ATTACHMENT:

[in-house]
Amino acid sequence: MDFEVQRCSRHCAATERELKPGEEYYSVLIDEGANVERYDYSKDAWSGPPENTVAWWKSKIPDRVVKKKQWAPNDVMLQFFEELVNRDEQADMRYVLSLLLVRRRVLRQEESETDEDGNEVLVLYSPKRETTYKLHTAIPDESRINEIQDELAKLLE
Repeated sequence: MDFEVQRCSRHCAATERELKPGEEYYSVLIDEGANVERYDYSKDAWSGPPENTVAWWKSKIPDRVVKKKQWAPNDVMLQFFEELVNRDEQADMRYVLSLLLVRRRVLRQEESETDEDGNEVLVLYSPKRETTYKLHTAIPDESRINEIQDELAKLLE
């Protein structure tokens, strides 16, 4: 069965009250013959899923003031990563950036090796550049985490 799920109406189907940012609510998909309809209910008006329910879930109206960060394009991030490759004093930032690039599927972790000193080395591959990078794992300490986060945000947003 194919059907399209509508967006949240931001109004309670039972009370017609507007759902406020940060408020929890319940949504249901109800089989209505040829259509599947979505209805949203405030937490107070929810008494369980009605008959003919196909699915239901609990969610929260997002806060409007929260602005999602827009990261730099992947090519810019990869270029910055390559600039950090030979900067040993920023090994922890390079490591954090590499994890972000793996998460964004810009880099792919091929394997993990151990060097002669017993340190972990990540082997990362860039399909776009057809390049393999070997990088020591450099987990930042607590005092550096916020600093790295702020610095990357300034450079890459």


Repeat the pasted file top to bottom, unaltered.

[in-house]
Amino acid sequence: MDFEVQRCSRHCAATERELKPGEEYYSVLIDEGANVERYDYSKDAWSGPPENTVAWWKSKIPDRVVKKKQWAPNDVMLQFFEELVNRDEQADMRYVLSLLLVRRRVLRQEESETDEDGNEVLVLYSPKRETTYKLHTAIPDESRINEIQDELAKLLE
Repeated sequence: MDFEVQRCSRHCAATERELKPGEEYYSVLIDEGANVERYDYSKDAWSGPPENTVAWWKSKIPDRVVKKKQWAPNDVMLQFFEELVNRDEQADMRYVLSLLLVRRRVLRQEESETDEDGNEVLVLYSPKRETTYKLHTAIPDESRINEIQDELAKLLE
């Protein structure tokens, strides 16, 4: 069965009250013959899923003031990563950036090796550049985490 799920109406189907940012609510998909309809209910008006329910879930109206960060394009991030490759004093930032690039599927972790000193080395591959990078794992300490986060945000947003 194919059907399209509508967006949240931001109004309670039972009370017609507007759902406020940060408020929890319940949504249901109800089989209505040829259509599947979505209805949203405030937490107070929810008494369980009605008959003919196909699915239901609990969610929260997002806060409007929260602005999602827009990261730099992947090519810019990869270029910055390559600039950090030979900067040993920023090994922890390079490591954090590499994890972000793996998460964004810009880099792919091929394997993990151990060097002669017993340190972990990540082997990362860039399909776009057809390049393999070997990088020591450099987990930042607590005092550096916020600093790295702020610095990357300034450079890459």